Your hand is starting to shake as you frantically write. You struggle to grip your pen. Your palm is sweating and your hand is aching. Your writing is now almost completely illegible. "Pens down." Before you know it, time runs run out. You suddenly realize there are still 10 questions you hadn't attempted yet.
If you've found yourself in this situation before, you've come to the right place; here are some tips on how to manage your time during high school exams (particularly for the HSC).
In some subjects, the amount of marks allocated to a question can help guide you on the amount of time which should be required for it. For example, if it is a 60 minute exam with 30 questions, technically you should be allocating around 2 minutes for each mark (e.g. use about 4 minutes for a two mark question).
However, in reality (especially in the HSC), not only would you also need time to double check, two or three mark questions usually require disproportionately more time than one markers as they are usually harder. Hence, you may be able to do an easy one mark question in just half a minute instead of two without compromising on the quality of your answer, and used this saved up time for harder questions.
If it helps, try writing the amount of time you should be using beside each question to prevent you from losing track of it.
For some subjects though (such as HSC Mathematics), questions near the end are usually much harder than those at the beginning even when the same amount of marks are allocated. Hence, without compromising on the quality of your answers, it is reasonable to try to finish the questions at the start faster than what the marks would suggest and spend more time at the end.
Leave time for double-checking
Remember when you and your friends came out of exam rooms and asked one another how many pages everyone wrote? Well, in reality, quality is usually better appreciated by teachers rather than the amount of pages you wrote. One of the biggest mistakes I used to make was always trying to write as much as I can during my English exams; it would be wise to leave around 10 minutes afterwards (depending on the subject) to read over and check there aren't any mistakes, rather than use that time to make another new point; expression is usually a critically marked component.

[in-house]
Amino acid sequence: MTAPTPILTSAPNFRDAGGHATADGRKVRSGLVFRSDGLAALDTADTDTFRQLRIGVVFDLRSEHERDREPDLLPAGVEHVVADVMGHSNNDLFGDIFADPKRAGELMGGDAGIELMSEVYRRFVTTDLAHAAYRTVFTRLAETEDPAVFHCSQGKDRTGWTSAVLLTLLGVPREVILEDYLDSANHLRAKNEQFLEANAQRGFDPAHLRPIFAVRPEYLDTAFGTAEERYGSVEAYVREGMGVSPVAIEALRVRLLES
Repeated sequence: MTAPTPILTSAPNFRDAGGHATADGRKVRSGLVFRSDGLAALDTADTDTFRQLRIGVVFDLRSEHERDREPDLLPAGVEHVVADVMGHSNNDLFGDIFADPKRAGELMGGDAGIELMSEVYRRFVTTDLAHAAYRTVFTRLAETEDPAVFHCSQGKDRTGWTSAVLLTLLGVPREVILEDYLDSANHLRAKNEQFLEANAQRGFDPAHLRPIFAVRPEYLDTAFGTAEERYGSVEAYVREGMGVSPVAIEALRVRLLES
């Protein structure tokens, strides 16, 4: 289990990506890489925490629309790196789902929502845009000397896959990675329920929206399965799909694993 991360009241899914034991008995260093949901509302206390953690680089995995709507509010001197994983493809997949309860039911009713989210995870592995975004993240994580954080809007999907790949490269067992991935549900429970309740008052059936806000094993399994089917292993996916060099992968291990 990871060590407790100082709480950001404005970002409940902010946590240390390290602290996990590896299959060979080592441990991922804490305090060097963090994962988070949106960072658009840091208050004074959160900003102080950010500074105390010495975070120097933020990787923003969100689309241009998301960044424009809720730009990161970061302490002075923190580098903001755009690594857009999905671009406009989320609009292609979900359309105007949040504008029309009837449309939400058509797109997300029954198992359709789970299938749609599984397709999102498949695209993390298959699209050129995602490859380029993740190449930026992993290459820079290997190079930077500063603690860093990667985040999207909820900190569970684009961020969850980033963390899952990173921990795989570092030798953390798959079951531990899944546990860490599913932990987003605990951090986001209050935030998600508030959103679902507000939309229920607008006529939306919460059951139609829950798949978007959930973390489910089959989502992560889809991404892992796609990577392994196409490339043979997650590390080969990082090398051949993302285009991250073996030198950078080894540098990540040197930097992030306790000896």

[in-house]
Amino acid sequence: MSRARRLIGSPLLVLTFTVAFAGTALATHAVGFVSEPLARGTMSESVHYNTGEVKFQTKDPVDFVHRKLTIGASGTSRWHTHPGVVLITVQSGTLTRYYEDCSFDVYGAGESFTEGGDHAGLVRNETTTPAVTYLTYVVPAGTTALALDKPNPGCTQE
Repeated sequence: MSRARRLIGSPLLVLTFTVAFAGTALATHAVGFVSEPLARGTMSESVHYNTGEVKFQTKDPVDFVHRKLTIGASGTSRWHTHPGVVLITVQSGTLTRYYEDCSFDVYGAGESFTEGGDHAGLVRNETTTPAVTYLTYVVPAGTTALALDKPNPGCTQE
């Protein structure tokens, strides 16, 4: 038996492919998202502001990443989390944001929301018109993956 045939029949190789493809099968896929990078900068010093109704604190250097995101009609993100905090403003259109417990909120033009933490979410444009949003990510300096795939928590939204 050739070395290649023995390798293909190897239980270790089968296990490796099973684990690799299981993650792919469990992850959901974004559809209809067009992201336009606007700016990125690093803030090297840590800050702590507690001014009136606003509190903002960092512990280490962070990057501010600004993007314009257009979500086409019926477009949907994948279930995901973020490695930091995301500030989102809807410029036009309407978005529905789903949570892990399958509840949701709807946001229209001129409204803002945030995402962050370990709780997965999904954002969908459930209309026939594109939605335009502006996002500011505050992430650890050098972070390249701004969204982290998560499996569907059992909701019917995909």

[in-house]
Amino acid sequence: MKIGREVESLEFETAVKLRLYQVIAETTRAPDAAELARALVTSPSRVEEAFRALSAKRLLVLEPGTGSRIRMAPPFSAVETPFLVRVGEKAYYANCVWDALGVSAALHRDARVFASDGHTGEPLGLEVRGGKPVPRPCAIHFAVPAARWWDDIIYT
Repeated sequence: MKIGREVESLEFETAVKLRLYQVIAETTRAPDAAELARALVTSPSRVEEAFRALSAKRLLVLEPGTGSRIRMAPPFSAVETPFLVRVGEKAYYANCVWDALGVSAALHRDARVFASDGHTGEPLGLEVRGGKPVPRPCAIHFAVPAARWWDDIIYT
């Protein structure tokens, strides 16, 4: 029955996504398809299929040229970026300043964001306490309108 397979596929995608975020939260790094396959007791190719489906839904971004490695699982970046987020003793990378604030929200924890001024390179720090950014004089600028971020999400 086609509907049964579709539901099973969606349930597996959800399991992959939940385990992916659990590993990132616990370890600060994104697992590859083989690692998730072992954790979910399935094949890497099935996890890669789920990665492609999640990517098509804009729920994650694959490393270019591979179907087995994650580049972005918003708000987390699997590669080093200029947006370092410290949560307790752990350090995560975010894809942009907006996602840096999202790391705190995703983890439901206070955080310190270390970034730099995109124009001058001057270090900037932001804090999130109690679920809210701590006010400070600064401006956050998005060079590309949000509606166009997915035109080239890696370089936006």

Similarly for maths and science subjects, it's always good to double check your workings and calculations to avoid simple mistakes. There's nothing worse than dedicating a large amount of time to answer a hard question correctly and getting hard earned marks, only to lose marks on easy questions simply because you pressed the wrong thing on your calculator.
A good way to judge how much time is needed for particular questions is to do timed practice or past papers beforehand. It will also allow you to get a better idea of the time needed for the exam as a whole and whether you should speed up or slow down your response time overall. Additionally, you'll familiarise yourself with the styles of various questions which can help your brain click and recognise key words or question styles faster during exams.
Have a think about these tips and if you think they might be helpful, give them a go next time assessment week comes around. Remember though, actually knowing your stuff when you walk into the exam room can save just as much time as having smart time management techniques.
Jack Zheng | N° 7